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Sacramento city leaders propose ideas to tackle homelessness, including sleeping cabins

One idea includes putting 49 sleeping cabins for women and children in an empty city-owned lot in South Natomas.

SACRAMENTO, Calif. — At Tuesday’s Sacramento City Council meeting, members discussed proposals to add more shelters for people experiencing homelessness. One of those proposed ideas is a tiny home — or sleeping cabin as some would describe it.

That is the idea Councilman Jeff Harris put forth. The plan would put 49 sleeping cabins for women and children in an empty, city-owned lot on Northgate Boulevard and Patio Avenue in South Natomas.

“What we would like to do with this project is create a tiny home community adjacent to a school," Harris explained to ABC10. "So, potentially kids who are on the street will be able to get stability, housing and participate in the school."

Maksin Zhuvavlev and his family live next to the lot and say right now, the lot is a magnet for trouble. He said he thinks housing for only women and children could help the area. 

RELATED: For Sacramento's 5,500 homeless residents, only 1,420 shelter beds available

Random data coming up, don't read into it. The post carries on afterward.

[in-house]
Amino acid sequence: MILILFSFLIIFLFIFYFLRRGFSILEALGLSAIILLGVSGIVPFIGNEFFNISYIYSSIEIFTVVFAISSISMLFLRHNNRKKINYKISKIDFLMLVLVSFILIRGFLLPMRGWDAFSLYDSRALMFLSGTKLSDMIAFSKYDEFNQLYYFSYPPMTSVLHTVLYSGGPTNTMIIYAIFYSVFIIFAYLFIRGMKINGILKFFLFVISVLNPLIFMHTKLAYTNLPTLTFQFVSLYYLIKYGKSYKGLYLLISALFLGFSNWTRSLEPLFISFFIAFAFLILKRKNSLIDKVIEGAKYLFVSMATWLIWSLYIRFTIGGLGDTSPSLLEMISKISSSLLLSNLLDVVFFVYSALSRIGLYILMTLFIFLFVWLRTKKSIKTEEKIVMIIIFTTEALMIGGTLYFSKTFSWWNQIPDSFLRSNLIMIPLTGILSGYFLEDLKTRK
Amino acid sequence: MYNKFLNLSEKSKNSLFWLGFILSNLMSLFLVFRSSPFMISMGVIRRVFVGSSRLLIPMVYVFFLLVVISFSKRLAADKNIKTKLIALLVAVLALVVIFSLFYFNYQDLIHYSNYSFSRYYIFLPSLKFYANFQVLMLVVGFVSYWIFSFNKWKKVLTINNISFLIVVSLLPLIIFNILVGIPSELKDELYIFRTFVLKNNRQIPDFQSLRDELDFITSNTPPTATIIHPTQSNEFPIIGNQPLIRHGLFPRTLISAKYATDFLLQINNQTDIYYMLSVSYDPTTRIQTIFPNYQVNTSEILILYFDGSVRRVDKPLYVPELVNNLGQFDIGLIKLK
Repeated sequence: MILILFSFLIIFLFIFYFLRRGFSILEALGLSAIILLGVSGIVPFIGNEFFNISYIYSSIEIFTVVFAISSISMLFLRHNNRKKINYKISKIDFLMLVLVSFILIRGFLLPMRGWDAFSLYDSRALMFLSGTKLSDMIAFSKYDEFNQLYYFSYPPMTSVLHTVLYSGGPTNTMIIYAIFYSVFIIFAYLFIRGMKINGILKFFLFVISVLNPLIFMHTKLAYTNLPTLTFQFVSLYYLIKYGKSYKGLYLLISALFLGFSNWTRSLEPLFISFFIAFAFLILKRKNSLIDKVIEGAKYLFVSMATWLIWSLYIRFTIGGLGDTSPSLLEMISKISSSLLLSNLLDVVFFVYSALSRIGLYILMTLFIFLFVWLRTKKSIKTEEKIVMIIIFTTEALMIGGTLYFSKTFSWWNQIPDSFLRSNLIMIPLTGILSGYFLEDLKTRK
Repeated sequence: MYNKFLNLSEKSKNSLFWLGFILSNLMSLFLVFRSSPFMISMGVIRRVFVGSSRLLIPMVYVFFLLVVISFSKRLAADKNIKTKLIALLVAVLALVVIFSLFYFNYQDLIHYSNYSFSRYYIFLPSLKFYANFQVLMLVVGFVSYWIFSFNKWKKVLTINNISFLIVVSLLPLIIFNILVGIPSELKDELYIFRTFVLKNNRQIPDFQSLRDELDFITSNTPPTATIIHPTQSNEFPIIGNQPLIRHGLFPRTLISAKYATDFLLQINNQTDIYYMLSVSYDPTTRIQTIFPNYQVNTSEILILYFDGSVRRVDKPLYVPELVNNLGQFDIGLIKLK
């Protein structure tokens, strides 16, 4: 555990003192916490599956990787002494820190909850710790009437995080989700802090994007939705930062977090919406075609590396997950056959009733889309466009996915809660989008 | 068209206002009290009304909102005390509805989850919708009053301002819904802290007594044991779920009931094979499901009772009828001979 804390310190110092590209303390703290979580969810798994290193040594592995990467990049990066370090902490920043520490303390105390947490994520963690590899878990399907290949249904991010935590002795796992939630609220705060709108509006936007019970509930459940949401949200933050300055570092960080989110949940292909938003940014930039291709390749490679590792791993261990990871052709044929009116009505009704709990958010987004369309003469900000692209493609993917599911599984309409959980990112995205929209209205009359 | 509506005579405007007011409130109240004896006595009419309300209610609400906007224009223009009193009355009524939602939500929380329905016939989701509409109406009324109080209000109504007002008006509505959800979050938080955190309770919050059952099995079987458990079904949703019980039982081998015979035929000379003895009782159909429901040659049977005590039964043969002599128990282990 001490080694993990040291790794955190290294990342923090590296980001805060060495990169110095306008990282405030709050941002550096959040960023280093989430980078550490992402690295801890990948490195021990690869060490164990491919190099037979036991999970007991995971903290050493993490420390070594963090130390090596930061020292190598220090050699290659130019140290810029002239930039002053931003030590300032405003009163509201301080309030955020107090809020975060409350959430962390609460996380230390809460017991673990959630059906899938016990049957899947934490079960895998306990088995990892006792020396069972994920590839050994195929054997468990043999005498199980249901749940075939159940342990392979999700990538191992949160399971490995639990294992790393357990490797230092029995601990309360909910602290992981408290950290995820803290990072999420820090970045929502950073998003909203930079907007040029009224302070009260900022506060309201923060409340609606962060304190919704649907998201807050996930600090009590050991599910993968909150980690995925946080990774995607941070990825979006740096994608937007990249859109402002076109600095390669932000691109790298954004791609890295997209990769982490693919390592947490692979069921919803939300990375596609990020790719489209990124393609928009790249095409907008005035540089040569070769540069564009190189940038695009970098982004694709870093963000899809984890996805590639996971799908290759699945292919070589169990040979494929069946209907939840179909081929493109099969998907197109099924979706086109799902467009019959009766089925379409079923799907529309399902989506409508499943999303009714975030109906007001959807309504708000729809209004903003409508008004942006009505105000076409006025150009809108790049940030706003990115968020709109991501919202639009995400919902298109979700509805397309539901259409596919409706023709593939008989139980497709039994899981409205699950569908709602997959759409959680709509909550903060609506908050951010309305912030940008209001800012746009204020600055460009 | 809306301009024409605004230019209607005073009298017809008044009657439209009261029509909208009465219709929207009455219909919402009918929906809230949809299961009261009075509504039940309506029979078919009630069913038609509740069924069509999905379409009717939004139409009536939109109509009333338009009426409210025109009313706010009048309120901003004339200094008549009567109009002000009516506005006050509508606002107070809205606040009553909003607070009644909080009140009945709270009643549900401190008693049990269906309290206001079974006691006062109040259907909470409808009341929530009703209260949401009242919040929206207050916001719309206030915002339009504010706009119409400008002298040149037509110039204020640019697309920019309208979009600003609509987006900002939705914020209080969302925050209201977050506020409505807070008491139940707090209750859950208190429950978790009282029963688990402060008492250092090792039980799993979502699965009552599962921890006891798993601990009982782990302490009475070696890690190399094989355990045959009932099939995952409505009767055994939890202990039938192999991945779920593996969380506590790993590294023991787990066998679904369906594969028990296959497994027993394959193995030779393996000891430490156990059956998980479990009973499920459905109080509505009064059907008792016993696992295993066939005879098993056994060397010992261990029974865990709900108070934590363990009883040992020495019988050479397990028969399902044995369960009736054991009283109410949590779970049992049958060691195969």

“I just hope there is someone here controlling all of that,” Zhuvavlev said.

 Zhuvavlev's neighbor few houses down, resident Bill Johnson, disagrees. Johnson said building a sheltered community in front of Garden Valley Elementary school is a recipe for trouble.

 “That is the wrong place to put it," Johnson said. "There could be a better place. There are other open lots around here. Again, my big concern is the school."

Other proposals from the city council include establishing safe parking lots where people could sleep in their cars, or converting the Motel 6 on Alhambra Boulevard into a shelter. Representatives with Motel 6 said in a statement that they recognize the "challenging nature of homelessness in local communities."

"That said, we have not participated in discussions related to Councilman Harris’ proposals,” Motel 6 representatives said. 

Thomas Mullens has been living on the streets for five years and doesn’t like the idea of converting the motel. “It sounds like a good idea to open and try to be more friendly with the homeless, but I don’t know about here," Mullens said. "This is just an active neighborhood. There is a lot of people that probably might take advantage of it and use it for the wrong way."

In April, the city plans on opening a 100-bed shelter for women in Meadowview. A separate 100-bed shelter for men and women will open in may under the W/X freeway in North Oak Park.

Follow the conversation on Facebook with Mayde Gomez.



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